Stoff, for nine string players, works better, primarily because it expands beyond an emphasis on behaviour to encompass a fascinating development of its ideas. Throughout the piece it’s hard to say to what extent what the players are doing is part of a unified action, a demonstration of cause and effect, examples of imitation (though who’s imitating whom?), or simply serendipitous (or perhaps even imagined) coincidences. By contrast, it’s abundantly clear how the work’s opening network of unison staccatos slowly evolves, alongside sporadic cluster shapes, first connecting into little two-note motifs that in turn join to create the semblance of longer phrases. The progression could be heard as a gradual connecting together of isolated points of origin – literally ‘joining the dots’ – though, again, to what extent the players’ parallel actions are related often remains debatable. Not always, though, and some of the most exciting moments are where the ensemble demonstrably unites. A collapse around seven minutes in is a powerful example of this, the instruments huddled in a near-unison buzzing shuffle, as is the climactic plateau arrived at a few minutes later via a sequence of three-note clusterphrases, which Poppe renders unstable by making it sound as if the players’ attempts to smoothly work together keep jamming. Some of the mass textures that the piece passes through are completely mesmerising, perhaps none more so than at its conclusion, where a Shepard tone like effect is produced by the strings seemingly undergoing an infinite upward ascent.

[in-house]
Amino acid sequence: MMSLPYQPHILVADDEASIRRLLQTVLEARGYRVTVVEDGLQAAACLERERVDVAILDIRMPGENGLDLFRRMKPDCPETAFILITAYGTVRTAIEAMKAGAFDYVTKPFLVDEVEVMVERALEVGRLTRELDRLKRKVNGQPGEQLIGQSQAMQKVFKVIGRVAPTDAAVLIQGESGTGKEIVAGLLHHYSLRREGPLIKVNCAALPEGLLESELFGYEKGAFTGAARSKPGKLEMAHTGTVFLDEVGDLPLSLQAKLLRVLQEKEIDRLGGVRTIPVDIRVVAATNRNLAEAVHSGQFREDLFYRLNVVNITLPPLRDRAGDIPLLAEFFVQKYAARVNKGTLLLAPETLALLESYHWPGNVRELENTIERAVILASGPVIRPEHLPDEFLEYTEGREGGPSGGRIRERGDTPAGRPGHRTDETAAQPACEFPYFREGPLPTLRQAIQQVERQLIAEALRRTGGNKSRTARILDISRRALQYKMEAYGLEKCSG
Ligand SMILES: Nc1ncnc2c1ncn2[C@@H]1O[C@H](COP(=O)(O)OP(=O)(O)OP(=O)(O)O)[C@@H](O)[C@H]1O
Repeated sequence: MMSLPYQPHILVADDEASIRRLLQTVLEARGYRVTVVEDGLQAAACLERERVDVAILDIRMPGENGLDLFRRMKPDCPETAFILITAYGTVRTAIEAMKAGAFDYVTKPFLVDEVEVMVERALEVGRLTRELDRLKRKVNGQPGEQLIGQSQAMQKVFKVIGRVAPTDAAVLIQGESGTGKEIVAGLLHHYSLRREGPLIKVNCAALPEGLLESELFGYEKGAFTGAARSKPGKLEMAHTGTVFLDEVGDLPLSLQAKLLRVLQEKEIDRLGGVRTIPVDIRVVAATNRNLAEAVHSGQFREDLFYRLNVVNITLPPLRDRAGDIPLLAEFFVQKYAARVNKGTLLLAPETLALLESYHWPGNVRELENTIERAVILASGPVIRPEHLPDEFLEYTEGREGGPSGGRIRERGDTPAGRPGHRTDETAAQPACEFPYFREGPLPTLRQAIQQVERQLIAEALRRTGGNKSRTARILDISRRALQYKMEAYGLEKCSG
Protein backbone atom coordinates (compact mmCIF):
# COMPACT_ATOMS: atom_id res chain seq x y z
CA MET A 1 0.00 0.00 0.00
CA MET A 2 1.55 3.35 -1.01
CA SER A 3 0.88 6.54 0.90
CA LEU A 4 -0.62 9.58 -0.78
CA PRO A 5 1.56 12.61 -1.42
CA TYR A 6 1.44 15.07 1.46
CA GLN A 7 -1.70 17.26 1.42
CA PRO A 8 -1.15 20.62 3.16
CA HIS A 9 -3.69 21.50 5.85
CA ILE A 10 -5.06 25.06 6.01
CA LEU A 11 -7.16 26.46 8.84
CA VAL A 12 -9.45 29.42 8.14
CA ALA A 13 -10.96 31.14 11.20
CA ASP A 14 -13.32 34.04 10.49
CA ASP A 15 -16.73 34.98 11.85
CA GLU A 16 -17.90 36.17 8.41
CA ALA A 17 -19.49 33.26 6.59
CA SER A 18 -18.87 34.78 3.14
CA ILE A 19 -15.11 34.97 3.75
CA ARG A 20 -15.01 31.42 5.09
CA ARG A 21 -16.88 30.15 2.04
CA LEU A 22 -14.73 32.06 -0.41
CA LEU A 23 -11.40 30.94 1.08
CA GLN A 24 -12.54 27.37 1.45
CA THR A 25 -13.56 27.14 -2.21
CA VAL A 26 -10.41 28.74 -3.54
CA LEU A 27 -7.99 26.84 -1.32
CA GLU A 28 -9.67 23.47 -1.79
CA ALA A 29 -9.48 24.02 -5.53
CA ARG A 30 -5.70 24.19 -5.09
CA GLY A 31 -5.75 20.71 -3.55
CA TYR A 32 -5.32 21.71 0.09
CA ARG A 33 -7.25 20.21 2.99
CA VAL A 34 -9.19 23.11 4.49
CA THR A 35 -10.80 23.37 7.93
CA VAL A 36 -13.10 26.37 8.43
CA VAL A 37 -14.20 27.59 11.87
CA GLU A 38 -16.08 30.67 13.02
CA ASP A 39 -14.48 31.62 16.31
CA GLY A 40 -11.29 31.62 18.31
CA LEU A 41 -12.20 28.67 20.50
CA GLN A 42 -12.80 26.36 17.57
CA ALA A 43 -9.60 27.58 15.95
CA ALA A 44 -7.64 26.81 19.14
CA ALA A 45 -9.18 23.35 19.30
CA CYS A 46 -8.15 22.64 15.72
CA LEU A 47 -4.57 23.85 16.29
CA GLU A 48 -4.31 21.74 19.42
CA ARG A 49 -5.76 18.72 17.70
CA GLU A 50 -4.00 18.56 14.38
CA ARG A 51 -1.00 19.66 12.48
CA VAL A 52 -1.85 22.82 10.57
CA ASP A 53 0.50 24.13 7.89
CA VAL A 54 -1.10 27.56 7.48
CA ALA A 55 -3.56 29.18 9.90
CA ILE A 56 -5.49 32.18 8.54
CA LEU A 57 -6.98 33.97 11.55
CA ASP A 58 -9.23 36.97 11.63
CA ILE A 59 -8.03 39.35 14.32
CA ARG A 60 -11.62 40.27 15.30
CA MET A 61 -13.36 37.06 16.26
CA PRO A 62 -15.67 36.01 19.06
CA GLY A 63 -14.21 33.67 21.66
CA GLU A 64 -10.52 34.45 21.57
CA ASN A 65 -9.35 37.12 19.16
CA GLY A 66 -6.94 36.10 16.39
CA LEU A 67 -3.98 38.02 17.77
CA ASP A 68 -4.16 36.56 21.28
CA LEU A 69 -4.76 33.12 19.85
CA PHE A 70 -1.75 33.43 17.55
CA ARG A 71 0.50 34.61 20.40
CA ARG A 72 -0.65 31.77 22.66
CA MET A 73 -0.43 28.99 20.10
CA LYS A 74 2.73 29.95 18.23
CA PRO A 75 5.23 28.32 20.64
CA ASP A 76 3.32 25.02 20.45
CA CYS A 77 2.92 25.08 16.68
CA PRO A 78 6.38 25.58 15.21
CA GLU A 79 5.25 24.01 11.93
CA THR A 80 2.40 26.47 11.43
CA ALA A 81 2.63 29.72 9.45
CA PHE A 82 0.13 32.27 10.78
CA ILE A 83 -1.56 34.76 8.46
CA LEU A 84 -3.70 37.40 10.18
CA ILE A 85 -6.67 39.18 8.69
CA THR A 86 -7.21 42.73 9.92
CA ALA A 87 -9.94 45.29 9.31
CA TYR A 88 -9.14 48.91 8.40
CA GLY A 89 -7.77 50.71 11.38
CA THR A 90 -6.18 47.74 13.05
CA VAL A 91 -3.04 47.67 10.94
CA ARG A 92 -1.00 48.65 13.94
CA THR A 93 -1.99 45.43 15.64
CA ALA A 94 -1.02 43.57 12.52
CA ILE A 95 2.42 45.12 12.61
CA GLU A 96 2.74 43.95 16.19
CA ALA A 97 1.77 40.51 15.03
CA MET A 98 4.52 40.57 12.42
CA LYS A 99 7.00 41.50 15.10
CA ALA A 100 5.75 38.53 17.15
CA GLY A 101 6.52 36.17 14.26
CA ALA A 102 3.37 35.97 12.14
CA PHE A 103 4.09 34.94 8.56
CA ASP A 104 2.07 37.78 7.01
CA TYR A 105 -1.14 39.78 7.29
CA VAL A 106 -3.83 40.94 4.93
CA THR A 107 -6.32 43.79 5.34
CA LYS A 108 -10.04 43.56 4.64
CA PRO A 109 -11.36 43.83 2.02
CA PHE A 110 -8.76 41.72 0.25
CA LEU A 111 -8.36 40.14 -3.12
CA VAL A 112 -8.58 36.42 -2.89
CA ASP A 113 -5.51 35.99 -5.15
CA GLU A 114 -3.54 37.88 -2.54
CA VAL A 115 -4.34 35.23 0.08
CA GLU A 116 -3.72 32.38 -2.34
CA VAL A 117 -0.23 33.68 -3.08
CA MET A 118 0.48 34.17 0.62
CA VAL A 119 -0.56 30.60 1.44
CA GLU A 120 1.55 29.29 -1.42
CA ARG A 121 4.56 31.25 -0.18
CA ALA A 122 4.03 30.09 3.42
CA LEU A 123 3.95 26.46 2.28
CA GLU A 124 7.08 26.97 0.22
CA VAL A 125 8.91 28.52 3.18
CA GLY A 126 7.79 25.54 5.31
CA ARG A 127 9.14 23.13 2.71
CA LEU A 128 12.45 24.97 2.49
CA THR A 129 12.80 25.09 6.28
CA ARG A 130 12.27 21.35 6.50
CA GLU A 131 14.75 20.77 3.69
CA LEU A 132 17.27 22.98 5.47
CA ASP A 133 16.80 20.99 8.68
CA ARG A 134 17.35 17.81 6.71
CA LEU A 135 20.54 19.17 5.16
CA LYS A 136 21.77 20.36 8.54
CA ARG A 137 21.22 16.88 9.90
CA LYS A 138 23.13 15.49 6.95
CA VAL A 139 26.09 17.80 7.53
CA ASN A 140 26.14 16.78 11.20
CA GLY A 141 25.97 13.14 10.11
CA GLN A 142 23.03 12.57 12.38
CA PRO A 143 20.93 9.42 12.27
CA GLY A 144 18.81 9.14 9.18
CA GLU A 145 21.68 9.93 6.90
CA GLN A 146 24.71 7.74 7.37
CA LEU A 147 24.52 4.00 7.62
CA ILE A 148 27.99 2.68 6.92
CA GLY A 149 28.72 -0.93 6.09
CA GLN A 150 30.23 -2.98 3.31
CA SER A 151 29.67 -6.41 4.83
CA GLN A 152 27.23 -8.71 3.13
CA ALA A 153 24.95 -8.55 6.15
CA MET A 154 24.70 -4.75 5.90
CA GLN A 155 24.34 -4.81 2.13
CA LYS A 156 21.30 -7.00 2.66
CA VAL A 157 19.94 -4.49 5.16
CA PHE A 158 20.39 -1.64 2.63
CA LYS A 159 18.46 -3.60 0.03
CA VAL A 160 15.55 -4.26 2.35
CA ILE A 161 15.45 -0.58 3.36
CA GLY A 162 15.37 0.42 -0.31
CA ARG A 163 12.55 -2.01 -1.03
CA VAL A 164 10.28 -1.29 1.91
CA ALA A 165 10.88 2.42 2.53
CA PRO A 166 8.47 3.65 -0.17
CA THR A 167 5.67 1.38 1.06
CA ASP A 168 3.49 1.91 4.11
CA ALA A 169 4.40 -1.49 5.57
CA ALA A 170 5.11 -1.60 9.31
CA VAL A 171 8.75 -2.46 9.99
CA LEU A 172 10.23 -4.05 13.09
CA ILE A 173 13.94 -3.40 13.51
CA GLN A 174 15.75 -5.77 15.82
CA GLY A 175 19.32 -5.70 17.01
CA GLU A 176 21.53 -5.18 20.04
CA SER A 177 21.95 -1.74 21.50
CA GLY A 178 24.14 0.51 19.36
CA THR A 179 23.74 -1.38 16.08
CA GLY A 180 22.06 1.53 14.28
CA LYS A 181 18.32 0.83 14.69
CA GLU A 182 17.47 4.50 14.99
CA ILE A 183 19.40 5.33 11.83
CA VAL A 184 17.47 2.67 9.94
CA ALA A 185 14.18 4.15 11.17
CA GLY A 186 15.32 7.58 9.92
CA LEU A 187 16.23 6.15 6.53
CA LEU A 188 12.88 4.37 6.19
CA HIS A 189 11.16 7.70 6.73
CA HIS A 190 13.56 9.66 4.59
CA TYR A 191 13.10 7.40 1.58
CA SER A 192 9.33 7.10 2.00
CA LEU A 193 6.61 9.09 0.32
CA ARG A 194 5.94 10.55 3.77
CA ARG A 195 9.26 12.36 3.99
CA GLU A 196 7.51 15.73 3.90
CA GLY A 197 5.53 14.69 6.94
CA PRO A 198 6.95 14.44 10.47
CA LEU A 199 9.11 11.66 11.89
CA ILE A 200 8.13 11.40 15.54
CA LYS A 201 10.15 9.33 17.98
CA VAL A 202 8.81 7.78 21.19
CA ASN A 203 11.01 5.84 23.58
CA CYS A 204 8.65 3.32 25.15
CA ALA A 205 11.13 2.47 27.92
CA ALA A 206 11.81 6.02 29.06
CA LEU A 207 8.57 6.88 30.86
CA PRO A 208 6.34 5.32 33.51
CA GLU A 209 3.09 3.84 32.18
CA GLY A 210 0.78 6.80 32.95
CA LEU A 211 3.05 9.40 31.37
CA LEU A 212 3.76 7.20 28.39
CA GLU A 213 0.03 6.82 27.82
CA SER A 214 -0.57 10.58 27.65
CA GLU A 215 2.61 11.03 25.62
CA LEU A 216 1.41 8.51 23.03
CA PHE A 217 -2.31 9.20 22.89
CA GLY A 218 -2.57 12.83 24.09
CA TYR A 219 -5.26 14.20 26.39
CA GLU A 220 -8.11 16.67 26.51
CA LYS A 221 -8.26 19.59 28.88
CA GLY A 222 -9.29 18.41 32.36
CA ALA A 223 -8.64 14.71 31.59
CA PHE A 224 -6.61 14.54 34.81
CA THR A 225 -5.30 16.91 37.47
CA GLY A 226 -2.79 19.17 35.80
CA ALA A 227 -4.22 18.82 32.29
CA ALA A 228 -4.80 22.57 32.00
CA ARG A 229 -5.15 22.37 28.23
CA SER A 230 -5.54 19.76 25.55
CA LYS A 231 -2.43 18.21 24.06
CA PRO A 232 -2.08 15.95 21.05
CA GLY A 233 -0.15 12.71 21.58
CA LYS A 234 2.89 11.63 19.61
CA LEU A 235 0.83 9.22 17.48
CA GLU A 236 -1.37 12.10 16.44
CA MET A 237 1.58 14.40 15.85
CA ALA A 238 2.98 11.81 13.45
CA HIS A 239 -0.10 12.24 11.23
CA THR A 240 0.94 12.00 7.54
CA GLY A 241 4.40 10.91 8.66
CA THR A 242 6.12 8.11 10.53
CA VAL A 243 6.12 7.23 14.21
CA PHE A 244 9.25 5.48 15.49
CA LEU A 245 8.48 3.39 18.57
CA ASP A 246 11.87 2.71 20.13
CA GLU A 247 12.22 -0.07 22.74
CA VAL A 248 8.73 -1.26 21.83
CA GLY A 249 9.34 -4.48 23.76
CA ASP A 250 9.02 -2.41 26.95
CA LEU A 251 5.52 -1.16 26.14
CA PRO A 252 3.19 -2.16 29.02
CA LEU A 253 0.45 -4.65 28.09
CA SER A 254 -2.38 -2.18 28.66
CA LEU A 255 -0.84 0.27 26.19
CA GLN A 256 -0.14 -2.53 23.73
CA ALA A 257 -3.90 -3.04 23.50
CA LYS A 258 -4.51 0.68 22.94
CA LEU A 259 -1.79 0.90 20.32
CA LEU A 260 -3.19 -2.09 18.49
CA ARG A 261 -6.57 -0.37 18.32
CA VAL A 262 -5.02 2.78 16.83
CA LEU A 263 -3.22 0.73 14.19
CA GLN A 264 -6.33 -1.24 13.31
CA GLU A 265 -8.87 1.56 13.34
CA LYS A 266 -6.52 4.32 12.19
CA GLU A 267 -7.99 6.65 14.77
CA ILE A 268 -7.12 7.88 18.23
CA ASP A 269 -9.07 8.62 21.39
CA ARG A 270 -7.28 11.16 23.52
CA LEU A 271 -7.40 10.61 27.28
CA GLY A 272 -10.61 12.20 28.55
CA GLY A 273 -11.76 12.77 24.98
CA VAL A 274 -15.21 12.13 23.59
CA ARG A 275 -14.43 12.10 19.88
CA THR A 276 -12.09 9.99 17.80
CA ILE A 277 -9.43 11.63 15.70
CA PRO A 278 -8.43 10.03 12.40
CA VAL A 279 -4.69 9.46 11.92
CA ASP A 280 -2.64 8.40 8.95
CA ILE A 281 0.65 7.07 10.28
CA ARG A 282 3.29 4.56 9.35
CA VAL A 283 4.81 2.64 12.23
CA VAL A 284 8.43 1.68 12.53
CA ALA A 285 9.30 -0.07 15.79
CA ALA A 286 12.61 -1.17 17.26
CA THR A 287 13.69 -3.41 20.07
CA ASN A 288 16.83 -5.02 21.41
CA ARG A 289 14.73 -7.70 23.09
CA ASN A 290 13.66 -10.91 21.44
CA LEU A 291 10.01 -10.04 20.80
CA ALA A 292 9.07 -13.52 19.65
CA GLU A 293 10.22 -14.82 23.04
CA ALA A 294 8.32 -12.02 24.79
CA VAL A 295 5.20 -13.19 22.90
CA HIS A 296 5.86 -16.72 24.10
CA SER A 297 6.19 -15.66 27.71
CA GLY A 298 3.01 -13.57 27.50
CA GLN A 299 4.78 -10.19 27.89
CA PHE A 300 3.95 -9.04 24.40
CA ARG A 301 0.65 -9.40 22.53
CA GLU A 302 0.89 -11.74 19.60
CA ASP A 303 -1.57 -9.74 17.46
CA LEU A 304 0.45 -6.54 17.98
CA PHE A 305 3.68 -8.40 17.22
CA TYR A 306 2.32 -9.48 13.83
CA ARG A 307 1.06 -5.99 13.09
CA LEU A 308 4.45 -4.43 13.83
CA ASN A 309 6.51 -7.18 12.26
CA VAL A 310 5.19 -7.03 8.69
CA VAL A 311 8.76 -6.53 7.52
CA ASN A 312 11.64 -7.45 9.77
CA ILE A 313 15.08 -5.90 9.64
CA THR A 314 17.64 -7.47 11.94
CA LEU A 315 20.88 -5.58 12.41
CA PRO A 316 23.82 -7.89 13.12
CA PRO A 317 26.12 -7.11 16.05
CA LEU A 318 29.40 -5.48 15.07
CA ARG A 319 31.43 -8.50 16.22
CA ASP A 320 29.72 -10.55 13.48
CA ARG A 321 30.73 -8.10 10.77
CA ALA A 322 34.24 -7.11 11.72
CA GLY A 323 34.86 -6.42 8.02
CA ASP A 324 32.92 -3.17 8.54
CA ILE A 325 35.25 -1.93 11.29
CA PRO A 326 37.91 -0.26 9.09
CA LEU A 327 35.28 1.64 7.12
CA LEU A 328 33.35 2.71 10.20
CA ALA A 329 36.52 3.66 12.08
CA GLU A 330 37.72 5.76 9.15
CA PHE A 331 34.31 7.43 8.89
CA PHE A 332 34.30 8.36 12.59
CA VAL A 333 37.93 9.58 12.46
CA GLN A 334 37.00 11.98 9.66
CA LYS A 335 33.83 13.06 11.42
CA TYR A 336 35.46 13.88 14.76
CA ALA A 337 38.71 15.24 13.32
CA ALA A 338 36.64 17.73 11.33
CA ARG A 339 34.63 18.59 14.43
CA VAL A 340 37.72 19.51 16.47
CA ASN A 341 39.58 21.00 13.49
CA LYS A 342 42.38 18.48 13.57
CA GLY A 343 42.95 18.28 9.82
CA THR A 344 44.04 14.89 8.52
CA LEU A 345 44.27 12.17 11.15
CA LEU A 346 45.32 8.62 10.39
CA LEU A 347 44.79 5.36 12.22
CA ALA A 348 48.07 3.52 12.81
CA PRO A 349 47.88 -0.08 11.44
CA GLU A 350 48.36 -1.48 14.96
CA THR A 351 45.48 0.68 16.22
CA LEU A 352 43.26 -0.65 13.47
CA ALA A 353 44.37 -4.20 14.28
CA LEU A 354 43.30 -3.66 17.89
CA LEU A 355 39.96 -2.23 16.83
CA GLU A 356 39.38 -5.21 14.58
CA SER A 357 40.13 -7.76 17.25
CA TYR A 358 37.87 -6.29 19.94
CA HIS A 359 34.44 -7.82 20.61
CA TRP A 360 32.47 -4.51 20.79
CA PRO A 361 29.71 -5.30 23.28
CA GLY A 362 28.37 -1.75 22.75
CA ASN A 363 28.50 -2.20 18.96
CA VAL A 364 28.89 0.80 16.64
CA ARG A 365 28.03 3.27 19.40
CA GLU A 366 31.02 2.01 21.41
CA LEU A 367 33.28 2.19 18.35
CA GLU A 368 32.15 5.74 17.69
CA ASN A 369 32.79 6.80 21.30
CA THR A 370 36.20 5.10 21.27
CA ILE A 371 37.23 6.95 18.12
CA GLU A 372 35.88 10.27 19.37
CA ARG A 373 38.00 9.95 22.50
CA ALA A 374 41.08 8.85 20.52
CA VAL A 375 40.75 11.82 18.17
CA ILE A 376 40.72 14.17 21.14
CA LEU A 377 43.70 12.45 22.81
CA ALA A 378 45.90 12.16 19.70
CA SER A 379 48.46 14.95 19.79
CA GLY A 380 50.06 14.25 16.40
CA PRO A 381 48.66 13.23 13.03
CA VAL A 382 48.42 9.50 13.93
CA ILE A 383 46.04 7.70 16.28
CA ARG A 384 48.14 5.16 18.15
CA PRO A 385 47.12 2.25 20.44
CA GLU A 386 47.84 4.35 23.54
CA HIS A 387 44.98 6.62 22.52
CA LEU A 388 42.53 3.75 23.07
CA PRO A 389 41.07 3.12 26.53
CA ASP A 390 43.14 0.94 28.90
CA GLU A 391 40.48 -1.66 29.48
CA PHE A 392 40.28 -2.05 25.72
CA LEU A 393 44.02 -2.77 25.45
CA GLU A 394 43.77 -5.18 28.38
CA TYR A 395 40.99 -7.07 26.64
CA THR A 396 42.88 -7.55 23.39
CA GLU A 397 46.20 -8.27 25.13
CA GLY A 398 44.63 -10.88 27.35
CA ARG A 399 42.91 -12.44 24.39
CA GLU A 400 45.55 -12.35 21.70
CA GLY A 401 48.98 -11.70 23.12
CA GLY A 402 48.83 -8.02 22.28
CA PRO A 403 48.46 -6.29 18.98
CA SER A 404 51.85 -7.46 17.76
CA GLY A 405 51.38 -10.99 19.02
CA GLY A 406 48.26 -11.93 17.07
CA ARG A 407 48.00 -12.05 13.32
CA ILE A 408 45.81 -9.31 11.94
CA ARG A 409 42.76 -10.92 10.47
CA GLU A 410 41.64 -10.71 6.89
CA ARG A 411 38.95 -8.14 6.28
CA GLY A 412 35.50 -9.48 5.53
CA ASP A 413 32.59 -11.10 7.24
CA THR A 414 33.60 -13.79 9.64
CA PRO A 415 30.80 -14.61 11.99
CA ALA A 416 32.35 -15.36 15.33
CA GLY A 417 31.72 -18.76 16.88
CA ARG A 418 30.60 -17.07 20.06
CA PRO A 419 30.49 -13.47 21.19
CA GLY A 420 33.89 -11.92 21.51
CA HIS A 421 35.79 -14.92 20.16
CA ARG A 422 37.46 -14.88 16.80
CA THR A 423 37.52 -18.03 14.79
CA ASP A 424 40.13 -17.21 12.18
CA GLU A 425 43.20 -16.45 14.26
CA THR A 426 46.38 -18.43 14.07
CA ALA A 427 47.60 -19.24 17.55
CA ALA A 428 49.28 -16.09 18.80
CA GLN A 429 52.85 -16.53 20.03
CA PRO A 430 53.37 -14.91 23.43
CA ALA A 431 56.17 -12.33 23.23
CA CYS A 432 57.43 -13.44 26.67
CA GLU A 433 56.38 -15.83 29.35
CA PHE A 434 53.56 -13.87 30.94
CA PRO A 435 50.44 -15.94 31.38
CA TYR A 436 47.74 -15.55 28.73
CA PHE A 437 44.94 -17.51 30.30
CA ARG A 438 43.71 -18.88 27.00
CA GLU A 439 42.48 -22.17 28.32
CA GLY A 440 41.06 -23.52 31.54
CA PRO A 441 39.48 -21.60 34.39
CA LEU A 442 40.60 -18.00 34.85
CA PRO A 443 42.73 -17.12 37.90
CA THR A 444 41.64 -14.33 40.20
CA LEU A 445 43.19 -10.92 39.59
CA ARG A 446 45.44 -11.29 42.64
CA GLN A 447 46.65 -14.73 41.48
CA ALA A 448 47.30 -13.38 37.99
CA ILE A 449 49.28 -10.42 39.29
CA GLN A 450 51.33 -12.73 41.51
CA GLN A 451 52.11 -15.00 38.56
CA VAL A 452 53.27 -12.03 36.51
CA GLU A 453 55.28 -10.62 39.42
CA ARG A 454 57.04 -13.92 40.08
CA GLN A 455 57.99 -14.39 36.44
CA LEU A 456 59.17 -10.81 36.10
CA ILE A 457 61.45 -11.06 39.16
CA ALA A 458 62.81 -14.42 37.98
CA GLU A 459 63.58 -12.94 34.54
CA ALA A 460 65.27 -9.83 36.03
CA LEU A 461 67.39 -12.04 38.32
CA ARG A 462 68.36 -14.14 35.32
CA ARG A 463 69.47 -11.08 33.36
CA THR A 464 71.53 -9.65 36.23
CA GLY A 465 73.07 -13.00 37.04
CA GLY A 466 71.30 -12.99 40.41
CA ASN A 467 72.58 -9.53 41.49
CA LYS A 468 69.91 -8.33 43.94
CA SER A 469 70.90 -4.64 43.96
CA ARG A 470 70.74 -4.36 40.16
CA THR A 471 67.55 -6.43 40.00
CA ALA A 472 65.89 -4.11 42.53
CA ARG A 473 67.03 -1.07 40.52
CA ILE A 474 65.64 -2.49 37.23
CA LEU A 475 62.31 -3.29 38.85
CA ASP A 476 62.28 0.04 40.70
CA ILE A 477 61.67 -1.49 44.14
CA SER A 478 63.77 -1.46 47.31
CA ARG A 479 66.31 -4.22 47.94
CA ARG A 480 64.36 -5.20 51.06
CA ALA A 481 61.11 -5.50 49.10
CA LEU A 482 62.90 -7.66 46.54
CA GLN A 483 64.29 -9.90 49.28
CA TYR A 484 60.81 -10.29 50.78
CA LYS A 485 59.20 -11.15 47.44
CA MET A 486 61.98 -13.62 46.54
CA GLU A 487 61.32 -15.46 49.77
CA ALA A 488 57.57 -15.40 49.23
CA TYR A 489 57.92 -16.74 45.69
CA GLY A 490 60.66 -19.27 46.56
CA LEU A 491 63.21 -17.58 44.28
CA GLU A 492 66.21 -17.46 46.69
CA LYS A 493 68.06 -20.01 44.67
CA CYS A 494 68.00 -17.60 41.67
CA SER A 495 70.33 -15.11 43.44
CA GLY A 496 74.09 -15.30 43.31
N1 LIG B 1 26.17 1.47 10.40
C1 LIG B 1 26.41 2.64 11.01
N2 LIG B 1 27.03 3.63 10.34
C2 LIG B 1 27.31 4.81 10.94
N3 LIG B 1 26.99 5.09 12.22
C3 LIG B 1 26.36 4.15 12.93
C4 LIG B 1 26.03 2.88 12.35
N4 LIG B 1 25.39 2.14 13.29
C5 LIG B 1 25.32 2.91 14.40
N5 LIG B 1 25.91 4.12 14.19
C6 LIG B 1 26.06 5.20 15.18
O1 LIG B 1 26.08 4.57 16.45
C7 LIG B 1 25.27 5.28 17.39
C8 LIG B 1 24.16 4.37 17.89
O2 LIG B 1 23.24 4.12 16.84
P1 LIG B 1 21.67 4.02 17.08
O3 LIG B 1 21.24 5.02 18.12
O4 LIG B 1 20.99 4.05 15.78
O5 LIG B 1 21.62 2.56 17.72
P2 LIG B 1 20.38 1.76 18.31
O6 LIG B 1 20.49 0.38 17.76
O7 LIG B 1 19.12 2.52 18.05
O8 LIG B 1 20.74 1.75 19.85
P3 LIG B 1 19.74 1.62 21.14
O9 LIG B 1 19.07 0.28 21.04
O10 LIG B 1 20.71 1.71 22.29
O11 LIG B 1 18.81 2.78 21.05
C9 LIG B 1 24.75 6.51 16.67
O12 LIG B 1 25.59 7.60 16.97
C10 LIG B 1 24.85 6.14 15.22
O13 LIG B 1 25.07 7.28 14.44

The best example of interplay between individuals and groups, not surprisingly, comes in Poppe’s viola concerto Filz, which in this recording features soloist Tabea Zimmermann (recently announced as winner of the 2020 Ernst von Siemens Music Prize). Even more so than in Stoff, the success of Filz is partly due to the way the exploration of this interplay is just one aspect in an altogether more involving inner drama. As such, in some respects, Filz is more disorienting than the other two works precisely because of its twisting narrative and structure, though it’s all too easy to be convinced by the power of its drama, and by its excellent – in hindsight, clear – sense of direction. There’s a second interplay at work, manifesting in varying degrees of stability. This finds greatest solidity not simply when the viola is backed up and reinforced by the orchestra, but when both strongly push forward, becoming energised and rambunctious, as happens in its middle movement. Indeed, ‘rambunctious’ isn’t remotely an adequate word for the ear-splittingly shrill, stupendous climax that emerges from the violent but sinewy material that came before it.